writers block

Hey guys, I'm new here but I really like this place so far. I love writing pretty much anything, from stories and potential novels to essays of all kind. But I have a lot of problems getting past writers block. I've only been writing for about one year so I'm sure I'll get over it eventually, but I'm really impatient. So what do you guys do to get past writers block?

Comments

  • ZoaThePersonZoaThePerson Nevada, the land o' dirtPosts: 243 ✭✭
    Well, I found this website of writing prompts. I hope it helps. 
    We must bring back the interrobang. What's an interrobang‽ 
    What do you mean "what's an interrobang?" 
    ‽ < that's an interrobang. a grammatically correct alternative to "?!" or "!?"

  • Luke_Earl_MolleLuke_Earl_Molle Earl of Peace Jefferson, IaPosts: 3,008 ✭✭✭✭
    when you have those ideas when your not trying to write, write them, even if it is a bad time, if you don't you will more than likely forget them, also don't try to write, sit down and write, if you force it then it won't work, try listening to music or watching some videos on youtube, or looking at writing prompts if you want to write then write, but don't schedule it for the same time every day that makes it harder
    I am the Duke of Earl, and I also am Earl For To and Of Peace
  • Luke_Earl_MolleLuke_Earl_Molle Earl of Peace Jefferson, IaPosts: 3,008 ✭✭✭✭
    also when you write, don't force yourself to work on the same piece, work on several things, if you get a different idea while you are trying to write something else, you can go and work on that idea too
    I am the Duke of Earl, and I also am Earl For To and Of Peace
  • bananaboatbananaboat United StatesPosts: 5
    It always helps me to force myself to do writing prompts for a while. After a week or two (or even a couple of days sometimes) you'll notice that your flow is just better. This group of prompts is my favorite by far. And another thing to do is to find a story you really like and spin off of it. Don't publish it or anything because that's plagiarism, but it can help sometimes to take an idea that's already out there and remake parts that you don't like, or to grow off of it and take it in a different/further direction.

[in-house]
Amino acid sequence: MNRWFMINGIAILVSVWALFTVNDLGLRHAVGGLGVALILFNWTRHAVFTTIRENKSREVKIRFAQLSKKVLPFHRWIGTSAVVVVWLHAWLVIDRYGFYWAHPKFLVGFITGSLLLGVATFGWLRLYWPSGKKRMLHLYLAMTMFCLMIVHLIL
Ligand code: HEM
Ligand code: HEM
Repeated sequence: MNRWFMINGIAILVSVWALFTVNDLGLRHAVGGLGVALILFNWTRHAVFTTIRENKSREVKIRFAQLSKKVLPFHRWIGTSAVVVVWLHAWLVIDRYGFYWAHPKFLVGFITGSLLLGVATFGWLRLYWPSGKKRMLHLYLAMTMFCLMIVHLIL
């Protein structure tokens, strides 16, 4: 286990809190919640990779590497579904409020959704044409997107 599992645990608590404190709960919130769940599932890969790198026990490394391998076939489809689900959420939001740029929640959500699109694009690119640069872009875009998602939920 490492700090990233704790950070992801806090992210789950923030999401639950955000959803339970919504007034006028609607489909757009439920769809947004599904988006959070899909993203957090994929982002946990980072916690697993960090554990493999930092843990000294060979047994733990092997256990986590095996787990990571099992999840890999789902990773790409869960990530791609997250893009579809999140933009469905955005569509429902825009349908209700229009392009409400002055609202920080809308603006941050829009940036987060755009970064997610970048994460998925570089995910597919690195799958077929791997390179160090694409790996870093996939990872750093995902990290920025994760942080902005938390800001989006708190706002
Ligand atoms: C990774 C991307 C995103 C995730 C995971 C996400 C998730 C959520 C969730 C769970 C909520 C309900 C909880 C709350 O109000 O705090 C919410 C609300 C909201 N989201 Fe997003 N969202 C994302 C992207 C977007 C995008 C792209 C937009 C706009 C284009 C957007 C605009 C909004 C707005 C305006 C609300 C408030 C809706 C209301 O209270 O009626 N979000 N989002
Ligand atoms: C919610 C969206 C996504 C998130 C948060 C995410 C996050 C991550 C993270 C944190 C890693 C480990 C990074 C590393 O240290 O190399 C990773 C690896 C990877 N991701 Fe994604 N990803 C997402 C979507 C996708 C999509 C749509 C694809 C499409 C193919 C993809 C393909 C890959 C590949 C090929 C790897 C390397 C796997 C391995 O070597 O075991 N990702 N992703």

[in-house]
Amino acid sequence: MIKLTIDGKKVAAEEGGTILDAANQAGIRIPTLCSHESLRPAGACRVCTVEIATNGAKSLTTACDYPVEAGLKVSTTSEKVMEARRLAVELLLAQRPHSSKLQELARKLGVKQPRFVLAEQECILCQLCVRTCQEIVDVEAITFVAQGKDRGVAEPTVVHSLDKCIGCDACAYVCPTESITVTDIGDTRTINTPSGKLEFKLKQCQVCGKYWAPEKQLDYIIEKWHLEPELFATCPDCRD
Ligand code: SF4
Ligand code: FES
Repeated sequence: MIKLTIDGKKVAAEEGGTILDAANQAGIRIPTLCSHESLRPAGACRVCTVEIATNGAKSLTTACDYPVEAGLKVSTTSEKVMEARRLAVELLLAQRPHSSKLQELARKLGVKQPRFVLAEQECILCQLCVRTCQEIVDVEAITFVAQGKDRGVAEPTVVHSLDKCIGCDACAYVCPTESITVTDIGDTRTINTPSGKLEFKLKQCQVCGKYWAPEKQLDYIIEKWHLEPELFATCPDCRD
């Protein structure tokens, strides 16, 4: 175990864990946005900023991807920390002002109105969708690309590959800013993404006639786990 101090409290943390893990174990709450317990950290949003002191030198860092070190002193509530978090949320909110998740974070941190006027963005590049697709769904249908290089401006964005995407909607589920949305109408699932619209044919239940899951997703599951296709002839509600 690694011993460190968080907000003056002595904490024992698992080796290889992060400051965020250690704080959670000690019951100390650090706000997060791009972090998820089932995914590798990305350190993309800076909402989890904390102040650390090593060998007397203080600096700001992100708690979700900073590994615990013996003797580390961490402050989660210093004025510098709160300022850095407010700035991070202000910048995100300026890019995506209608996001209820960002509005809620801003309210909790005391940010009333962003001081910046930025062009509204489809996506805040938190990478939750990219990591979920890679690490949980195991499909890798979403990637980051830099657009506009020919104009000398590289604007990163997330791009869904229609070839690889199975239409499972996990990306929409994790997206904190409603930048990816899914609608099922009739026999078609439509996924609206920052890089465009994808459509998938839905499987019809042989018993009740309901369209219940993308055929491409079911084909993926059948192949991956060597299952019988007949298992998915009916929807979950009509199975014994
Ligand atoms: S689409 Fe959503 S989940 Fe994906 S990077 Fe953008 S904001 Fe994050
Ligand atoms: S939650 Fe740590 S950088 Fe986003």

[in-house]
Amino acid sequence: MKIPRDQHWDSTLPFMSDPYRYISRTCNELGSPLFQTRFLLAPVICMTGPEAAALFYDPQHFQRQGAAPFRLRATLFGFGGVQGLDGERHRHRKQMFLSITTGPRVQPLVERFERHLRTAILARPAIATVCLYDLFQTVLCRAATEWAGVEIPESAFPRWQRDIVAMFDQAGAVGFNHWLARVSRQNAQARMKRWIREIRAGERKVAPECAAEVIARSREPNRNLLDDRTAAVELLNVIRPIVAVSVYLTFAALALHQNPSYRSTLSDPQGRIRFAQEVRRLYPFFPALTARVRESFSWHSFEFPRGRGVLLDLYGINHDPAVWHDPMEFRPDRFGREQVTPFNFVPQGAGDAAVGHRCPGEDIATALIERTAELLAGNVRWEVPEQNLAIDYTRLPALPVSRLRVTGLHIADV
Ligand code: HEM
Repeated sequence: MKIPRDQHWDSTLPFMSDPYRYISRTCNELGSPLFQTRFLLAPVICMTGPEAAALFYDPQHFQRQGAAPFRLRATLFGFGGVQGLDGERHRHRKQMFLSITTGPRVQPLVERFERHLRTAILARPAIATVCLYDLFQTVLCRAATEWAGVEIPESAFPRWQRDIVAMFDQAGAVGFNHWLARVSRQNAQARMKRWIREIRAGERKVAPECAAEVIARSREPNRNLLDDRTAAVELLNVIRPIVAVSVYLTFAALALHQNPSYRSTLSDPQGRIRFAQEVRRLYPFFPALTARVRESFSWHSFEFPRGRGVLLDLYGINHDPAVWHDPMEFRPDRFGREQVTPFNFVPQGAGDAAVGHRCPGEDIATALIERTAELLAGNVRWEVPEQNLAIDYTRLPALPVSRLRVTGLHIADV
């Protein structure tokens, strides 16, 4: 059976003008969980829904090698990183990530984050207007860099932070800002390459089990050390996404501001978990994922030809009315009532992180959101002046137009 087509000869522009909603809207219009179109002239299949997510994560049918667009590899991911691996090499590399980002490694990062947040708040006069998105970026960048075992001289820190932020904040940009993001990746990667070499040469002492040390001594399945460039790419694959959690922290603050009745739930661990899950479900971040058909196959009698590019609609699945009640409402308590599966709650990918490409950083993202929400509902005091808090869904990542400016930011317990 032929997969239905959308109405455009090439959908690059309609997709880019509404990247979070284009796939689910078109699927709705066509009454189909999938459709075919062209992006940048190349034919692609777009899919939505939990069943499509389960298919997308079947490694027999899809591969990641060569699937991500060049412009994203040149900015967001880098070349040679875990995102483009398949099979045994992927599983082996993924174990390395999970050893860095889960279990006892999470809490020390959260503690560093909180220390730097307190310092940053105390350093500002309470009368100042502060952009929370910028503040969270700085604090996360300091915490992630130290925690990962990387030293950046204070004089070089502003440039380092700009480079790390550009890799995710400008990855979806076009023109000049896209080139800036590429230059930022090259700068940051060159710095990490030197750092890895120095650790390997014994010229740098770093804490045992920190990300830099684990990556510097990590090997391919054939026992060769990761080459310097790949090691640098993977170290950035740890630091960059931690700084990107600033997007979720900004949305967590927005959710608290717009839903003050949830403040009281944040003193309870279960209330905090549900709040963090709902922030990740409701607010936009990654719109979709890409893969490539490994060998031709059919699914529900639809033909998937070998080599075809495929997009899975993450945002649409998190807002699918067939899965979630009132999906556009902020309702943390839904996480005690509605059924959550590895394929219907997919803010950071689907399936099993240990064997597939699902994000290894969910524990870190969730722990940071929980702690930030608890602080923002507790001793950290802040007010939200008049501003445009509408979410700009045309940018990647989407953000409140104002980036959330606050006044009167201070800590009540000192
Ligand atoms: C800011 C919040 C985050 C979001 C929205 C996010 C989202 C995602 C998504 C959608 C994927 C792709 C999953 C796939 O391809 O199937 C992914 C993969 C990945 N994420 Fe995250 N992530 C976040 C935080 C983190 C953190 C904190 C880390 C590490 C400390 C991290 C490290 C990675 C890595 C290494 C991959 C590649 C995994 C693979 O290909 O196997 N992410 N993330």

Most of all, just relax! Drink your favorite drink and eat and snack and go for a walk and then come back to whatever you are working on. Don't think about it while you're out doing things! Pushing too hard never works.
    Good luck! :)
    “There is something about words. In expert hands, manipulated deftly, they take you prisoner.” 
    ― Diane SetterfieldThe Thirteenth Tale
  • Lavache_BeadsmanLavache_Beadsman New YorkPosts: 661 ✭✭✭
    edited July 2015
    I'm starting to sound like a broken record on this forum, but writer's block does not exist. It's about priorities and discipline. If you can't make yourself write, then you're not a writer. I'm sorry if that sounds harsh but it's definitionally true. See below for a previous, more thoughtful take on this matter:



    "I hope this doesn't sound too harsh, but I genuinely believe that writer's block isn't real. It's an excuse people give themselves not to write. Just because you're not bursting at the seams with inspiration doesn't mean that you can't write. Sure, it might mean that what you write might be bad for a while, until a good idea hits you, but in my experience, the absolute worst thing you could do is not write.